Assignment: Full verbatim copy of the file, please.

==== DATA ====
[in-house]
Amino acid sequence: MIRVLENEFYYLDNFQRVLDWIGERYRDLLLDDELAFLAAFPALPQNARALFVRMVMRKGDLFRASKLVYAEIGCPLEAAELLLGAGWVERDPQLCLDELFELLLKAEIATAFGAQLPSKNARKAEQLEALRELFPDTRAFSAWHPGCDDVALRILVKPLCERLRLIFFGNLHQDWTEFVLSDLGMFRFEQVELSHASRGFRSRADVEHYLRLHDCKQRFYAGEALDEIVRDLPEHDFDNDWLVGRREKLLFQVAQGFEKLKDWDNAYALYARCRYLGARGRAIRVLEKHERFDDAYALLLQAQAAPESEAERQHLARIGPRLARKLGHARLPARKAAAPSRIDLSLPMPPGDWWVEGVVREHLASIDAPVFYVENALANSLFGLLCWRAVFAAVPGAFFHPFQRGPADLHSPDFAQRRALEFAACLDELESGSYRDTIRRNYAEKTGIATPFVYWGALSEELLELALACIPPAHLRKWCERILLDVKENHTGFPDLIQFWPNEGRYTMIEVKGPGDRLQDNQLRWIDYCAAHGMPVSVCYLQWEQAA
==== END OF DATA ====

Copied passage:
[in-house]
Amino acid sequence: MIRVLENEFYYLDNFQRVLDWIGERYRDLLLDDELAFLAAFPALPQNARALFVRMVMRKGDLFRASKLVYAEIGCPLEAAELLLGAGWVERDPQLCLDELFELLLKAEIATAFGAQLPSKNARKAEQLEALRELFPDTRAFSAWHPGCDDVALRILVKPLCERLRLIFFGNLHQDWTEFVLSDLGMFRFEQVELSHASRGFRSRADVEHYLRLHDCKQRFYAGEALDEIVRDLPEHDFDNDWLVGRREKLLFQVAQGFEKLKDWDNAYALYARCRYLGARGRAIRVLEKHERFDDAYALLLQAQAAPESEAERQHLARIGPRLARKLGHARLPARKAAAPSRIDLSLPMPPGDWWVEGVVREHLASIDAPVFYVENALANSLFGLLCWRAVFAAVPGAFFHPFQRGPADLHSPDFAQRRALEFAACLDELESGSYRDTIRRNYAEKTGIATPFVYWGALSEELLELALACIPPAHLRKWCERILLDVKENHTGFPDLIQFWPNEGRYTMIEVKGPGDRLQDNQLRWIDYCAAHGMPVSVCYLQWEQAA